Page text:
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What is E911 and Why is it Important for Your Business?

 What is E911?

Swami Tech Talk Series

This post provided by Trish Cottone, Project Manager


Some background and insight into E911 and why it's important for your business.

In 1968, the U.S. Congress and the FCC agreed to support 911 as the emergency number standard for the nation.  Since then a large majority of the country uses this service as well as Canada.  All emergency calls for help are routed to 911 centers known as Public Safety Answering Points (PSAP).

The live agents at these PSAP's will obtain the callers exact location and call back telephone number in case they get disconnected.  This can take valuable time in an emergency.  If for some reason the call is disconnected, the PSAP dispatcher may not have the information needed to get help to the caller.

For this reason, Enhanced 911 or E911 was developed. 

Enhanced 911 automatically transmits the customer address as well as phone number to emergency services when they dial 911.  For businesses, the suite and floor number information can also be transmitted. 

This enables the PSAP to dispatch emergency personnel to the scene even if the caller is unable to speak or the call is disconnected.  You may have encountered a visit from the police when someone at your company accidentally dialed 911 and then hung up.

Who offers E911?

Traditional phone service providers offer E911 service on their products such as PRI, but a separate subscription to an outside 911 database provider would likely be required to implement and maintain the database.

All internet phone service providers interconnected with the PSTN, public switched telephone network, offer E911 as a standard to residential and business customers as well.  These services include products such as SIP service.  There are situations when E911 may not be available or limited using internet for voice.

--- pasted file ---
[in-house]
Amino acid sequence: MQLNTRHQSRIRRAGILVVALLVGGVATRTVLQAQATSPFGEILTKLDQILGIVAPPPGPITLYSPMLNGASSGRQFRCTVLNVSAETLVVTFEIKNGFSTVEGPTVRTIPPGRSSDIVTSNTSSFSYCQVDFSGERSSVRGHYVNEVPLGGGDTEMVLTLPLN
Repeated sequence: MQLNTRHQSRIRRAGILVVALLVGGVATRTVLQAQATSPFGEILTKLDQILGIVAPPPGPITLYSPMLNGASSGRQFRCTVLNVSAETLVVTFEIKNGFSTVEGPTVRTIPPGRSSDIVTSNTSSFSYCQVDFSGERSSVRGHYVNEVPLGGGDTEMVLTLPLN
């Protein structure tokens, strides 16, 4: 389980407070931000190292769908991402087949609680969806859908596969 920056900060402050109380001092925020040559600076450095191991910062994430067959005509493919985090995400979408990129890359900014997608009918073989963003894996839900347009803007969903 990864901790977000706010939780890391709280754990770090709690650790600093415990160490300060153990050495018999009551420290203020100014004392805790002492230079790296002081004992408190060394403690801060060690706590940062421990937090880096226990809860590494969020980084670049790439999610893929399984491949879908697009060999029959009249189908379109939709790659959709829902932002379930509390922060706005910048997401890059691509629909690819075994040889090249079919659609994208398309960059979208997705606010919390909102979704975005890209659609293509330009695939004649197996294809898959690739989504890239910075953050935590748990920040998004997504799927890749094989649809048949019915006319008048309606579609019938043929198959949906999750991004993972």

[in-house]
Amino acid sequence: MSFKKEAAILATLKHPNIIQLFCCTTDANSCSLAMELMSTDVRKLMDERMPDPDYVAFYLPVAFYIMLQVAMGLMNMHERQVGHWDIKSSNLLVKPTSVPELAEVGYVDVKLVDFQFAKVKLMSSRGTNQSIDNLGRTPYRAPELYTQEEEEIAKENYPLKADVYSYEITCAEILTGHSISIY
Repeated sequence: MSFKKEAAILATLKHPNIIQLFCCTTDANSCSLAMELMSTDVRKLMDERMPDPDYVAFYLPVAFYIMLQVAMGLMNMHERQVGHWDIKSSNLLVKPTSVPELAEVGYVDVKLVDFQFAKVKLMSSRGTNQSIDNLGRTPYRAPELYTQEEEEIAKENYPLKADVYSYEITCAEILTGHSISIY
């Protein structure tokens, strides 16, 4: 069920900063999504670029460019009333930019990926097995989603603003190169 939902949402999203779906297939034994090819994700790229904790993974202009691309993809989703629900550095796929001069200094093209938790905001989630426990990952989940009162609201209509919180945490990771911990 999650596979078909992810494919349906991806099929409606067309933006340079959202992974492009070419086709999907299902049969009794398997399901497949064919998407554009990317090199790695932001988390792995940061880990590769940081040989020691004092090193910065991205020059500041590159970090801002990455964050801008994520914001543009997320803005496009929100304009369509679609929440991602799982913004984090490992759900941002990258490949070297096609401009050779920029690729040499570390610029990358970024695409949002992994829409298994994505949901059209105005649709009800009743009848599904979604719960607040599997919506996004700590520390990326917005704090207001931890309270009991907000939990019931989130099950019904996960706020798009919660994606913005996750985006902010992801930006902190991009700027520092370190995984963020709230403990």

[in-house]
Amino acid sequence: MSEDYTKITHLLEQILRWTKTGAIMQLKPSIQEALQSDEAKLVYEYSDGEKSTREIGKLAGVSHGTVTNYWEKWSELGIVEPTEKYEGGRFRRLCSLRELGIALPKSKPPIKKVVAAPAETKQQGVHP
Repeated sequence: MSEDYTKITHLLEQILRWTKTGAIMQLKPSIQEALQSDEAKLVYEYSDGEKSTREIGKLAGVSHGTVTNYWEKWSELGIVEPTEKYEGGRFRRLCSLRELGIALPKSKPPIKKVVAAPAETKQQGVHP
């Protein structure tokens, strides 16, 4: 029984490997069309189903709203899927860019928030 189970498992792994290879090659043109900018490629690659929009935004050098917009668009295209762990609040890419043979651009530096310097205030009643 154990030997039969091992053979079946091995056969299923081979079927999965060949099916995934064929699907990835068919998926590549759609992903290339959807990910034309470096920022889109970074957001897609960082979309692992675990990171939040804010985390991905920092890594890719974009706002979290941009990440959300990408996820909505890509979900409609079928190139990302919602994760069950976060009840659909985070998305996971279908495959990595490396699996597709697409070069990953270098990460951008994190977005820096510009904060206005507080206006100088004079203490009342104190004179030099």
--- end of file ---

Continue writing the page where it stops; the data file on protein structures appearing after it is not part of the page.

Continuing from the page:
VoIP service customers should be aware of other challenges. Because your VoIP phone can be connected virtually to any internet connection anywhere, this can create challenges determining the correct location from which a 911 call originated. 

You may be working at home or a hotel, rather than in the office one day and have an emergency.  End-users should be made aware of this risk and instructed to provide the dispatcher their exact address and location information when dialing 911 from their business phone or wireless phone.

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Businesses using VoIP carrier services should also be aware of the following risks:

  • VoIP calls to certain PSAP's may not automatically transmit the user's phone number or location due to a lack of proper equipment to display the information.
  • VoIP customers will need to provide location information to their VoIP providers and update this information as it changes for the service to function properly
  • In the event of a power failure, or internet connection failure, E911 service may not work.  Consider installing a backup power supply or having a traditional phone line (POTS) or wireless phone available as a backup.

Considerations when implementing and maintaining your E911 service:

Customers are required to provide a list of all telephone number, address and suite and/or floor information to their carrier service provider or 3rd party database provider. 

If that phone number moves to another office or floor, this information needs to be updated with your carrier for the service to work properly.  Check with your PSTN or VoIP provider for instruction on maintaining and making changes to this information. 

Traditional PRI providers will likely require you to subscribe to an outside service such as 911ETC or Intrado or RedSky to setup and maintain the PS-ALI (private switch-automatic location information) database.

Your carrier may provision your voice service to override your PBX programming and send one single telephone number for all 911 calls.    This may work fine if all end-users reside at the same location, but not if they are spread throughout different offices. 

Careful consideration should be made when designing and maintaining your E911 service.

Your PBX also plays a role in routing 911 calls.   For example with MiVoice Connect, the system can use various methods to determine what information is sent to the PSAP.

  1. User defined Caller ID number along with User Group setting for CESID
  2. User defined DID number along with User Group setting for CESID
  3. Caller's Emergency Service ID (CESID) for a specific IP range
  4. CESID of the controlling switch
  5. CESID of the site
  6. If none of these are defined, the service provider will send the caller id number associated with the trunk, known as the billing telephone number or BTN.

Don't risk the safety of your end-users.  Take the steps today to properly design and maintain a phone number database with your providers and vendors to ensure your employees get prompt attention when a crisis occurs.




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